We all learn from our experiences. But learning from somebody else’s experiences can also be beneficial. So see what you can garner from journalist Stephanie Vozza’s attempt to avoid multitasking for a week and consultant Connor Swenson’s five-day dopamine fast.
Ms. Vozza had already taken steps toward providing focus in her life, such as enabling the setting on her phone and laptop that prevents texts or notifications from interrupting Zoom meetings and calls. But she was surprised at how much multitasking she was still doing. “For example, I quickly check social media if I’m struggling to write a story. I fold the laundry while watching television. I eat dinner while reading or watching a YouTube video. And I listen to podcasts while going for walks. These things seem harmless, right? But are they?” she writes in Fast Company.
She discovered they weren’t. She says she could taste her food better, for example, when she ate breakfast without checking e-mail and hear the birds when not listening to a podcast on her walks. “But it wasn’t easy. My mind wants to go to what’s next instead of what’s now,” she notes.
As she monotasked, she realized she had been constantly living with an undercurrent of feeling rushed – like a timer was operating in the background. In part that was because she was cramming things in, embracing distractions like Wordle when working. Moving the game to later in the day, after work, made more sense. One odd discovery was that pouring her next cup of coffee was essentially a form of multitasking – she was doing it mindlessly, not paying attention, consuming too much, and it led to headaches or a jittery feeling.
“By the end of the week, I felt calmer. I realized I wasn’t in a hurry and didn’t need to feel busy and productive all day,” she writes. “Going forward, I’m striving for a happy medium, embracing multitasking for some things.”
Mr. Swenson, despite many years of practice and experimentation in creating a more mindful relationship with technology, found distractions constantly knocking on his door. “Wake up, check my phone. Brush my teeth, check my phone. All day, checking and scrolling and checking and scrolling. What is this life?” he asks in his Substack blog. “Part of me itches for entertainment, for information, for something other than what is happening right now.”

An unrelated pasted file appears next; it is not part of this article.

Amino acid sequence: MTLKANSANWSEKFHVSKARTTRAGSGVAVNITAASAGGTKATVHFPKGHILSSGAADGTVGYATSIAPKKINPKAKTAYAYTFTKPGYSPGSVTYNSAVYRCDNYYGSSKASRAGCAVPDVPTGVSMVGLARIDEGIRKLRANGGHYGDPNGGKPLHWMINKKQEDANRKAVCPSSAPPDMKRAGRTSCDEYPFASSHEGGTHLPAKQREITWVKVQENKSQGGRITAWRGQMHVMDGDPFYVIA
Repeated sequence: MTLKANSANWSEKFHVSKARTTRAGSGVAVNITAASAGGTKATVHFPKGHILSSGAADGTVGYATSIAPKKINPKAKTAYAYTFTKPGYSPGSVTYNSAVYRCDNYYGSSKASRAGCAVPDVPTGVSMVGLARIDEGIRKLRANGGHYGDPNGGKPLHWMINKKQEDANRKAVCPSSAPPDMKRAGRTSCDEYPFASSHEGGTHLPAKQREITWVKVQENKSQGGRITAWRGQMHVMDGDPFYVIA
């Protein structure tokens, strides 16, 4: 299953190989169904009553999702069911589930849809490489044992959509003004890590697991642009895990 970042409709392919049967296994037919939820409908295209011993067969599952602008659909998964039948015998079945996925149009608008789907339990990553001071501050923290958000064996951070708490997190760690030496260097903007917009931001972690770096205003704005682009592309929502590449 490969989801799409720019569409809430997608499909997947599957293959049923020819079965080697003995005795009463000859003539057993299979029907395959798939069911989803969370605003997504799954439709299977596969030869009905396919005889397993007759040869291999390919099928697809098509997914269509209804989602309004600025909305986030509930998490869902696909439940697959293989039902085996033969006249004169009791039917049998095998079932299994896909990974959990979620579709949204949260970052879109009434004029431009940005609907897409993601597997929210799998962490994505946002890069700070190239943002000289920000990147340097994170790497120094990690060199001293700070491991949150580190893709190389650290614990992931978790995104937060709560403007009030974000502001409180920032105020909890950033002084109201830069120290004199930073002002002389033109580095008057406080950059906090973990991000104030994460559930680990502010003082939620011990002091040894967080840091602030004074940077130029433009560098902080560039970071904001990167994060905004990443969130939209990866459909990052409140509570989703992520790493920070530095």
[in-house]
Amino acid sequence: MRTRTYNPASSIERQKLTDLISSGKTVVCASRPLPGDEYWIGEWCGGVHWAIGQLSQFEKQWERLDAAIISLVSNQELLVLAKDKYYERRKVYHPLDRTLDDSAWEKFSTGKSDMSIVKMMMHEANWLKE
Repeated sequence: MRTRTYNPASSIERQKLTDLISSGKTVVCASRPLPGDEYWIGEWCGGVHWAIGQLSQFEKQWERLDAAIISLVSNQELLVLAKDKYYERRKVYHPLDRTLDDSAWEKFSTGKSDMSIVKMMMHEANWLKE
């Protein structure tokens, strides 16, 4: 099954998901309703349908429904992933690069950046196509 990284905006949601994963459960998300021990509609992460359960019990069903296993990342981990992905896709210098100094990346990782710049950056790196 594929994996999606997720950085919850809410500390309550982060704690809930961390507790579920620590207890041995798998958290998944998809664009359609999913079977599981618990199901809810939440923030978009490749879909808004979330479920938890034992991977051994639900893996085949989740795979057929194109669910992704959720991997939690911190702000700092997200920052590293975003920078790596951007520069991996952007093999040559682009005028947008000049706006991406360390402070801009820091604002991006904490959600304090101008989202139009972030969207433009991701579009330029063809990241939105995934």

Anna Lembke, a professor of psychiatry at Stanford University School of Medicine and author of Dopamine Nation, recommends at least a 30-day fast to break free from the addiction. Mr. Swenson opted for a five-day fast with no TV, news, social media, articles or podcasts.
“It was painful. There is no getting around that. There were countless moments where I really craved a TV show, podcast or to scroll my Twitter feed,” he writes.
But the itch became far less noticeable after 48 hours. Indeed, he was surprised at how quickly the urge to consume faded to the background. It was still there, but much weaker. “I felt a lot more calm and peaceful. All week, I felt just a little bit more ease in the system. My mind felt a little slower. My energy more balanced. I think this is because consuming information all day at work, then consuming more in the breaks and the evenings, it can be easy to overload the system,” he says.
He’s more purposeful and balanced now in his consumption of the dopamine delights technology offers. “In a world of abundant access, I know I need to draw some lines in the sand in order to get the best of these technologies without them overwhelming me,” he says.
- Always question your first assumptions, advises author Mark Manson.
- To improve your e-mail marketing, avoid using “no Reply” in the sender’s e-mail address, suggests Pamela Vaughan, a marketing fellow at HubSpot. Recipients are more likely to open the messages if they feel a human wrote them. Also, stick to fewer than three typefaces. The more clutter you have, the fewer conversions.
- Presentations coach Gary Genard recommends making your gestures during a talk come from your centre, and not the fringes. Like the strike zone in baseball, this “box” goes from shoulder to shoulder, and downward to your waist. No gestures should start outside of that area.
- Gmail users can save time composing messages, tech writer Saikat Basu notes, by bookmarking this URL and clicking it. If you’re already logged in to your Google account but not necessarily in Gmail, a blank message pops up instantly.
Harvey Schachter is a Kingston-based writer specializing in management issues. He, along with Sheelagh Whittaker, former CEO of both EDS Canada and Cancom, are the authors of When Harvey Didn’t Meet Sheelagh: Emails on Leadership.